Stochastic Characterization of Regional Circulation Patterns for Climate Model Diagnosis and Estimation of Local Precipitation

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  • 1 Max-Planck-Institut für Meteorologie, Hamburg, Germany
  • | 2 Department of Statistics, University of Washington. Seattle, Washington
  • | 3 Department of Civil Engineering, University of Washington, Seattle, Washington
  • | 4 Max-Planck-Institut für Meteorologie, Hamburg, Germany
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Abstract

Two statistical approaches for linking large-scale atmospheric circulation patterns and daily local rainfall are applied to GCM (general circulation model) climate simulations. The ultimate objective is to simulate local precipitation associated with altered climate regimes. Two regions, one in the Pacific-American sector (western region) and one in the American-Mid-Atlantic sector (eastern region), are explored.

The first method is based on Classification and Regression Trees (CART) analysis. The CART method classifies observed daily sea level pressure (SLP) fields into weather types that are most strongly associated with the presence/absence of rainfall at selected index stations. After applying this method to historical SLP observations, precipitation simulations associated with GCM SLP output were validated in terms of probability of occurrence and survival time of the weather states identified by the CART analysis. Daily rainfall time series were then generated from weather classes derived by application of CART to both daily SLP fields derived from historical observation and from GCM simulations. While the mean rainfall and probability distributions were rather well replicated, the precipitation generator based on this version of the CART technique had two important deficiencies: the generated dry periods were too short, on average, and the identification of weather states may be not invariant under coordinate rotations.

The second rainfall generator is based on the analog method and uses information about the evolution of the SLP field from several previous days. It considers a pool of past observations for the circulation patterns closest to the target circulation. It is similar to the CART method and in certain aspects it performs better, although some downward bias in the simulated rainfall persistence was still present. Applying both methods to the output of a 2 × CO2 GCM simulation produced only small changes in simulated precipitation, which is due to the small sensitivity of this variable to greenhouse forcing. The selection characteristics of the analogs are similar for observations, a control run, and a 2 × CO2 run, indicating that analogs for possible altered climates can be found in the historical record.

Abstract

Two statistical approaches for linking large-scale atmospheric circulation patterns and daily local rainfall are applied to GCM (general circulation model) climate simulations. The ultimate objective is to simulate local precipitation associated with altered climate regimes. Two regions, one in the Pacific-American sector (western region) and one in the American-Mid-Atlantic sector (eastern region), are explored.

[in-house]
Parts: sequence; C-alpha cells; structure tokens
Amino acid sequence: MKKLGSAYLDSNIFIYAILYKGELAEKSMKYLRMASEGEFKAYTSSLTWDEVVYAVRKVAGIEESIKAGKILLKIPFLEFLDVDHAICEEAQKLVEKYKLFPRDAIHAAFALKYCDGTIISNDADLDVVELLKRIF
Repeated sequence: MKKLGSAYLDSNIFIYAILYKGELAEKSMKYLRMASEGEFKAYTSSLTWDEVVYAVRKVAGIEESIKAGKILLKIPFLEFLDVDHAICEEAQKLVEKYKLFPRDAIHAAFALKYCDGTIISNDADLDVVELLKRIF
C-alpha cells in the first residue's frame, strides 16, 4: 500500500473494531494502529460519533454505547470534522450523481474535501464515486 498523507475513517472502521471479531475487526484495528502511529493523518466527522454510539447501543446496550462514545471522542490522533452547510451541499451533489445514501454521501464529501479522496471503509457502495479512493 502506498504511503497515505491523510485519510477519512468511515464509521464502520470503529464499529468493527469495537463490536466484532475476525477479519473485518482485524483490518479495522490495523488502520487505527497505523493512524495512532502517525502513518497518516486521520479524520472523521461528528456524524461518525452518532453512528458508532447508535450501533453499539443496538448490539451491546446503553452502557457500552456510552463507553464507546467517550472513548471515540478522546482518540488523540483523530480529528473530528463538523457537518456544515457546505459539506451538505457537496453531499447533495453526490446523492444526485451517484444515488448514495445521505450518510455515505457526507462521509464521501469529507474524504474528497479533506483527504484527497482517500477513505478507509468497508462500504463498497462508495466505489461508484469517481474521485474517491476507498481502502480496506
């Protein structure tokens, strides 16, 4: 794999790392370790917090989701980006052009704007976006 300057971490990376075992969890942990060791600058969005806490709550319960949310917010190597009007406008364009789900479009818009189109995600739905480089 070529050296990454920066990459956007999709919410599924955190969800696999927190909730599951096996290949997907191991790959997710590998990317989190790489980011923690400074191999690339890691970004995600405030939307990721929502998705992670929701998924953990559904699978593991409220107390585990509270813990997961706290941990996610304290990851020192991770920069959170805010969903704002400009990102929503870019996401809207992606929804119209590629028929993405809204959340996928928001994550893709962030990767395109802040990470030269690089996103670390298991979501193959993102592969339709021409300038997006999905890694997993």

The first method is based on Classification and Regression Trees (CART) analysis. The CART method classifies observed daily sea level pressure (SLP) fields into weather types that are most strongly associated with the presence/absence of rainfall at selected index stations. After applying this method to historical SLP observations, precipitation simulations associated with GCM SLP output were validated in terms of probability of occurrence and survival time of the weather states identified by the CART analysis. Daily rainfall time series were then generated from weather classes derived by application of CART to both daily SLP fields derived from historical observation and from GCM simulations. While the mean rainfall and probability distributions were rather well replicated, the precipitation generator based on this version of the CART technique had two important deficiencies: the generated dry periods were too short, on average, and the identification of weather states may be not invariant under coordinate rotations.

The second rainfall generator is based on the analog method and uses information about the evolution of the SLP field from several previous days. It considers a pool of past observations for the circulation patterns closest to the target circulation. It is similar to the CART method and in certain aspects it performs better, although some downward bias in the simulated rainfall persistence was still present. Applying both methods to the output of a 2 × CO2 GCM simulation produced only small changes in simulated precipitation, which is due to the small sensitivity of this variable to greenhouse forcing. The selection characteristics of the analogs are similar for observations, a control run, and a 2 × CO2 run, indicating that analogs for possible altered climates can be found in the historical record.

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